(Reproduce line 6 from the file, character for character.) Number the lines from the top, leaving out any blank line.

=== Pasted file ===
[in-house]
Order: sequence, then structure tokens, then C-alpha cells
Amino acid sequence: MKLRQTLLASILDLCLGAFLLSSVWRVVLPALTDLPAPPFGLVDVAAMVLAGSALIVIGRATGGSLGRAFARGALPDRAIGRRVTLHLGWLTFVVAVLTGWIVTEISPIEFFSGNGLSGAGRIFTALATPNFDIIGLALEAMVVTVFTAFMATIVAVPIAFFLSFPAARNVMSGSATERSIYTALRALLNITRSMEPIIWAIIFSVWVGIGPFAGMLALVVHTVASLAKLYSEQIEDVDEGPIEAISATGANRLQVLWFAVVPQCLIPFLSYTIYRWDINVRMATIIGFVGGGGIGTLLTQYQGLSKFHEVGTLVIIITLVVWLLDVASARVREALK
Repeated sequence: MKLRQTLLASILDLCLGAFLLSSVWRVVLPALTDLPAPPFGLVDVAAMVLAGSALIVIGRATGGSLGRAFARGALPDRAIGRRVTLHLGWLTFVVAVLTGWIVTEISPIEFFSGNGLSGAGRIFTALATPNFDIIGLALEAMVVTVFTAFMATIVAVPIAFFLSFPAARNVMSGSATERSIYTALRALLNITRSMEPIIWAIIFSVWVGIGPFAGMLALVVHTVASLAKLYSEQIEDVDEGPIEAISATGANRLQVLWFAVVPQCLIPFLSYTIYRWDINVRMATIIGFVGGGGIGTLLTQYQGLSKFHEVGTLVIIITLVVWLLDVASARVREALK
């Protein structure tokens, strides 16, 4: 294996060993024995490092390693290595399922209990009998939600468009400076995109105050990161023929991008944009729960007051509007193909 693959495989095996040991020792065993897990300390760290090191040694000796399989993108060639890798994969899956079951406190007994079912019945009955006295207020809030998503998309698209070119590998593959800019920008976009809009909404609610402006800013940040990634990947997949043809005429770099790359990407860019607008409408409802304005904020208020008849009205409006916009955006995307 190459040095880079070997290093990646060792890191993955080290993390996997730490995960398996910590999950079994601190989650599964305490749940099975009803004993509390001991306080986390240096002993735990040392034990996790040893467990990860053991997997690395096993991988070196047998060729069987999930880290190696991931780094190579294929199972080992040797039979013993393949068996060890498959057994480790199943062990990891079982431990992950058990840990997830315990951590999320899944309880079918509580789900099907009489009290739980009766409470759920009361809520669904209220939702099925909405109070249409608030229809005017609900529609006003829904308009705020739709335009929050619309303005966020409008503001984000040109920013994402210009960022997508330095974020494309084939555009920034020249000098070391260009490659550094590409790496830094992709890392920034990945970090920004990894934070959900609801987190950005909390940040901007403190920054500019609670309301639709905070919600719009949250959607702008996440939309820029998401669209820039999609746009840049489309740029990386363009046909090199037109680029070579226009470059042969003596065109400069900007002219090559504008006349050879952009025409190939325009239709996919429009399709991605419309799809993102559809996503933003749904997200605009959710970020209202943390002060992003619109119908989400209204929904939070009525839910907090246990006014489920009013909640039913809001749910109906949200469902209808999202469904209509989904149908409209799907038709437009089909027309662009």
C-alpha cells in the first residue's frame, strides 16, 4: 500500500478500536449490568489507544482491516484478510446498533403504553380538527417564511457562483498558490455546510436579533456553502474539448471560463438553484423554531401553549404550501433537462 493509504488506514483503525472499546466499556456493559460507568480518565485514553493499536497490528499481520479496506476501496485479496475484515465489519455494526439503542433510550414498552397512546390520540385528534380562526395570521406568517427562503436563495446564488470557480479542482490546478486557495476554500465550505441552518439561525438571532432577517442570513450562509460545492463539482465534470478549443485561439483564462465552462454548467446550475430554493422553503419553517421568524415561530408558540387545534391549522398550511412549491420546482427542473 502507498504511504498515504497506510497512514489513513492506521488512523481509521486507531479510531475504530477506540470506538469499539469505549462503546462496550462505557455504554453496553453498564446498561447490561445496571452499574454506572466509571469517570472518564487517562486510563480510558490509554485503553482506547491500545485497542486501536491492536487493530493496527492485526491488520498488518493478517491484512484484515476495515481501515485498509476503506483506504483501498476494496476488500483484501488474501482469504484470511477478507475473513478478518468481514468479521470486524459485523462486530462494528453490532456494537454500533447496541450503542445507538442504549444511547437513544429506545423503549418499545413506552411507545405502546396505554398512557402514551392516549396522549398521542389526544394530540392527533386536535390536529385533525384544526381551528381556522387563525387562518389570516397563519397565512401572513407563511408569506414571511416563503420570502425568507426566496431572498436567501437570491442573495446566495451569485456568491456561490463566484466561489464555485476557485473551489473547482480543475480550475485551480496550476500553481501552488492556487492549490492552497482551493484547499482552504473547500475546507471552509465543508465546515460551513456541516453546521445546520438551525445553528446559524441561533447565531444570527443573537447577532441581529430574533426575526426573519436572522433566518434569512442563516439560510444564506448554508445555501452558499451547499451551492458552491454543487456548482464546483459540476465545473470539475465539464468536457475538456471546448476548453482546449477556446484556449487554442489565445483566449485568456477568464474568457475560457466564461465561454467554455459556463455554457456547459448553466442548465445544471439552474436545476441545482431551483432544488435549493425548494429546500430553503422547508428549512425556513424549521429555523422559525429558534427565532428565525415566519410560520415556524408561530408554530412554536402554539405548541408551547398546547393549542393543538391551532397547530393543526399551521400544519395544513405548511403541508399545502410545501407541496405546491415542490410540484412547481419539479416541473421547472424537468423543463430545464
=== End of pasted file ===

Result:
C-alpha cells in the first residue's frame, strides 16, 4: 500500500478500536449490568489507544482491516484478510446498533403504553380538527417564511457562483498558490455546510436579533456553502474539448471560463438553484423554531401553549404550501433537462 493509504488506514483503525472499546466499556456493559460507568480518565485514553493499536497490528499481520479496506476501496485479496475484515465489519455494526439503542433510550414498552397512546390520540385528534380562526395570521406568517427562503436563495446564488470557480479542482490546478486557495476554500465550505441552518439561525438571532432577517442570513450562509460545492463539482465534470478549443485561439483564462465552462454548467446550475430554493422553503419553517421568524415561530408558540387545534391549522398550511412549491420546482427542473 502507498504511504498515504497506510497512514489513513492506521488512523481509521486507531479510531475504530477506540470506538469499539469505549462503546462496550462505557455504554453496553453498564446498561447490561445496571452499574454506572466509571469517570472518564487517562486510563480510558490509554485503553482506547491500545485497542486501536491492536487493530493496527492485526491488520498488518493478517491484512484484515476495515481501515485498509476503506483506504483501498476494496476488500483484501488474501482469504484470511477478507475473513478478518468481514468479521470486524459485523462486530462494528453490532456494537454500533447496541450503542445507538442504549444511547437513544429506545423503549418499545413506552411507545405502546396505554398512557402514551392516549396522549398521542389526544394530540392527533386536535390536529385533525384544526381551528381556522387563525387562518389570516397563519397565512401572513407563511408569506414571511416563503420570502425568507426566496431572498436567501437570491442573495446566495451569485456568491456561490463566484466561489464555485476557485473551489473547482480543475480550475485551480496550476500553481501552488492556487492549490492552497482551493484547499482552504473547500475546507471552509465543508465546515460551513456541516453546521445546520438551525445553528446559524441561533447565531444570527443573537447577532441581529430574533426575526426573519436572522433566518434569512442563516439560510444564506448554508445555501452558499451547499451551492458552491454543487456548482464546483459540476465545473470539475465539464468536457475538456471546448476548453482546449477556446484556449487554442489565445483566449485568456477568464474568457475560457466564461465561454467554455459556463455554457456547459448553466442548465445544471439552474436545476441545482431551483432544488435549493425548494429546500430553503422547508428549512425556513424549521429555523422559525429558534427565532428565525415566519410560520415556524408561530408554530412554536402554539405548541408551547398546547393549542393543538391551532397547530393543526399551521400544519395544513405548511403541508399545502410545501407541496405546491415542490410540484412547481419539479416541473421547472424537468423543463430545464